microphone monday  

 

Welcome to our “Microphone Monday” series, where we spotlight some of our favorite tools and techniques to capture sounds in the studio.

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We kick things off with a microphone you’ll see in virtually every session we do – the Royer SF24 Stereo Ribbon microphone.

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To say we are fans of ribbon mics here would be an understatement!

With a deep collection of modern and vintage classics by Bang & Olufsen, Beyerdynamic, Coles, Peluso, MBHO,RCA and Royer, the natural warmth and character of ribbons are applied many sources here in the studio.

Ribbons are described as “dark” in comparison to their brethren the condenser microphone.

However, we find when paired with a nice equalizer like a Pultec, API 550 or Neve 1073, a larger-than-life sound can be achieved that will hold up against the best condenser mics out there.

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We’re also connoisseurs of stereo microphone techniques, whether a simple XY or DIN/ORTF to more complex arrays like Blumlein, Mid/Side and Decca Trees.

(If that previous sentence was greek to you, stay tuned for future posts about stereo techniques.)

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So the Royer SF24 found a home in sessions quite quickly for us and has rarely been put away since!

A stereo microphone, using two offset figure 8 ribbon elements to create a “Blumlein” pattern, it also boasts active electronics.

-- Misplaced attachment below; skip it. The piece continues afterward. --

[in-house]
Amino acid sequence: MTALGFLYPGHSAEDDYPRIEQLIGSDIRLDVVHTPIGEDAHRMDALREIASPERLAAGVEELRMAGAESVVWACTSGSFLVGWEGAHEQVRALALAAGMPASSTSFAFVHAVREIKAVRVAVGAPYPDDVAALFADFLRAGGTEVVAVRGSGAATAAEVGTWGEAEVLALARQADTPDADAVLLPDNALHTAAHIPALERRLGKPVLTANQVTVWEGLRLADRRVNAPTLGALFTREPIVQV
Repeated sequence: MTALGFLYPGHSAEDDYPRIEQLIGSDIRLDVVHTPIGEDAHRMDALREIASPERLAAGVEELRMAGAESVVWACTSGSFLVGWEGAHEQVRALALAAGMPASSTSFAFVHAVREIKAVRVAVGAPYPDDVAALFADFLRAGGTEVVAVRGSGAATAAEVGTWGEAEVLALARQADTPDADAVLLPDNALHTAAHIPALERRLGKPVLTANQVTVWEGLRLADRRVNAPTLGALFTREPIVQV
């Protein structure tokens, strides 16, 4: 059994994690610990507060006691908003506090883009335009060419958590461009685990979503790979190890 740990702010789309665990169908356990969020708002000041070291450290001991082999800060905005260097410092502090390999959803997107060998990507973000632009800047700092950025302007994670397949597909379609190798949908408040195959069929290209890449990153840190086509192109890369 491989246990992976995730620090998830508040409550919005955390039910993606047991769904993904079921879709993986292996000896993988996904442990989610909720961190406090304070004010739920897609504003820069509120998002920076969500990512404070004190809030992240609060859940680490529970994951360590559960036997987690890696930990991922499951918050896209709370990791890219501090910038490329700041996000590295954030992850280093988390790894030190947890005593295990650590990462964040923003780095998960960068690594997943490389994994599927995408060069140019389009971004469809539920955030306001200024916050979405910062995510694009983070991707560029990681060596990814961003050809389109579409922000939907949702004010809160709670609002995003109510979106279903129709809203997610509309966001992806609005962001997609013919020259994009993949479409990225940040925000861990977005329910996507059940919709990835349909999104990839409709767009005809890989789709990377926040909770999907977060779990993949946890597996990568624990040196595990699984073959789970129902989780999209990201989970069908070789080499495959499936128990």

The SF-24 contains two fully balanced, discrete head amplifier systems using specially wound toroidal transformers and ultra-low noise FET’s.

This delivers higher sensitivity, but lower noise, almost like a condenser microphone. It simpler terms, it lets you mate an SF-24 to any preamplifier without needing tons of gain and ensuring the tone being put out is even across different preamp choices.

Even with quiet sound sources, you’ll have enough level to capture any recording.

The active electronics also slightly increase the high frequency response, giving you a less “dark” ribbon sound.

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The versatility of the Royer SF-24 is uncanny for creating “you-are-there” stereo recordings that capture not only the instrument(s) being recorded but, depending on how the microphone is positioned, varying degrees of the acoustical space.

And the phase compatibility between both sides of the SF-24 is excellent, allowing you to combine two channels in mono without creating any artifacts.

This allows us to capture all the beautiful acoustic reflections off our reclaimed barn board lined rooms, and/or the rich fundamental tone of the instrument(s) in the room, bringing space and warmth to every recording we make.

Here at Tank Recording you’ll most often find it used as our main stereo room mic, but also direct on sources like drums, upright bass, piano, acoustic guitar, strings, horns and vocal groups.